The Meaning Behind The Opening Ceremony’s First Scene Was So Symbolic

by Jessicah Lahitou
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The 2018 PyeongChang Winter Olympics officially began with a celebratory and symbolic opening ceremony. And the meaning of the first scene of the Olympic opening ceremony captured the spirit of wonder and hope often associated with the games, as five children followed Soohorang the White Tiger, a traditional South Korean guardian god and this year's Olympic mascot.

According to the official 2018 PyeongChang Olympics website, the white tiger has traditionally been seen as "Korea’s guardian animal." In Korean, the word "Sooho" translates as "protection," and Soohorang symbolizes protection extended to all athletic competitors, participants, and spectators at the games in South Korea.

The first segment of the opening ceremonies was given the name "The Countdown." As the five children followed Soohorang, they traveled through time, seeking peace. They first met Soohorang "at an ancient field of snow where heaven, earth, and nature are in communion with people," according to The Guardian. Then the segment ended with a holographic display of Cheonsang Yeolcha Bunyajido, a South Korean chart of the constellations and stars, projected as an illuminated dome over the ceremony's circular main stage.

The organizers of the event said they chose to use five children to correspond with the five Olympic rings, and each of the character the children represented were given names that encompass the "Five Elements — fire, water, wood, metal, and earth — which are believed to make up the universe."

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The theme of the opening ceremony was peace and harmony, a message that extended throughout the festivities in PyeongChang. Following the first "Countdown" installment came the second segment, entitled "The Land of Peace." Full of symbolism, "The Land of Peace" incorporated the use of light movement on the stage floor to create a yin and yang, also known in Korean as the "taegeuk." The symbol is found in the center of South Korea's flag, with the top read comma shape representing the "forces of yang," and the bottom blue the "forces of yin."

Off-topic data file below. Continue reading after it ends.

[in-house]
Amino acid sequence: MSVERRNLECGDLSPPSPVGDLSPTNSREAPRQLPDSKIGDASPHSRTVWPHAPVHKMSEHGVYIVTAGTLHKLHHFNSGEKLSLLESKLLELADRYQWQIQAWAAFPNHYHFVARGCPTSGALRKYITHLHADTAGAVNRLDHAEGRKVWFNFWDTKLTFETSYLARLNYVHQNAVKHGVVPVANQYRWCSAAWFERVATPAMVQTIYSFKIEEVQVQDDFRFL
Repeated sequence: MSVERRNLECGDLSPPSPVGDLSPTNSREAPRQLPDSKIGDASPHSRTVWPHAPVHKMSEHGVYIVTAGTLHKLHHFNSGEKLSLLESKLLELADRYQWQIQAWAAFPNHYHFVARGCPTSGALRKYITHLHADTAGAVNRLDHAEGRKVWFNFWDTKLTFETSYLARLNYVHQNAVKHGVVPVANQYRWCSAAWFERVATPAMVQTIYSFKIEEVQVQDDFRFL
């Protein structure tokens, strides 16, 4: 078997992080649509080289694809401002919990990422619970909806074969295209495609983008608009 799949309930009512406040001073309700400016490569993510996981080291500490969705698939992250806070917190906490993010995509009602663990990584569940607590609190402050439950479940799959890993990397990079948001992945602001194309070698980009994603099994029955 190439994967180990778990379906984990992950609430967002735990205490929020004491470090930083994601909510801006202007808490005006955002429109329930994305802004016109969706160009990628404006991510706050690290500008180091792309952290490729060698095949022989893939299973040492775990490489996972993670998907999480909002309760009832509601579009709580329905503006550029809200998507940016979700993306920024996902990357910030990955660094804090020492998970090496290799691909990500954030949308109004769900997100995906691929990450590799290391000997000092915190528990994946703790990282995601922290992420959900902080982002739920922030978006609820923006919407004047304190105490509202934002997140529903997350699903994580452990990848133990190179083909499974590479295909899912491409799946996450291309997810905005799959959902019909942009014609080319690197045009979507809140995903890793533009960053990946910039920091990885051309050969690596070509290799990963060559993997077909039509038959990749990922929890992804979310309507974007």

After forming the taegeuk, the lights moved to create the four trigrams featured on South Korea's flag, which symbolize the four elements of heaven, earth, water, and fire. The trigrams are also representative of the four seasons and the four directions, north, south, east, and west.

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The next segment in the children's journey was "Taeguk: Harmony of the Cosmos." The five kids rode a boat across a stage designed to look like a green field. They were trailed by the River of Time, which symbolized the upheaval and struggle of South Korea's past. Carrying the Taegukgi flag of South Korea, eight former Olympians eventually took center stage, followed by the singing of their national anthem by a children's choir.

After the athlete delegations from all competing countries entered the stadium, the artistic performances picked back up again. In "All for the Future," the five children from the original three segments have now grown up and emerge as adults leading the technology and information fields. South Korea presents a decidedly hopeful view of the future, as people are completely connected — to one another, to objects, to time, to space.

The final artistic portion of the night was entitled "Peace In Motion." The five children raised a candle for peace, while a group of South Korean singers performed a rendition of "Imagine" by John Lennon.

The program described the scene:

Candlelight symbolizing hope spreads from one person to the next. When the warmth of candlelight fills the stage, everyone becomes of one heart and starts to sing. Hoping for peace, the five children release the dove in the skies above PyeongChang.

Like many of its modern predecessors, the opening Olympic ceremonies in PyeongChang, South Korea, were steeped in symbolism.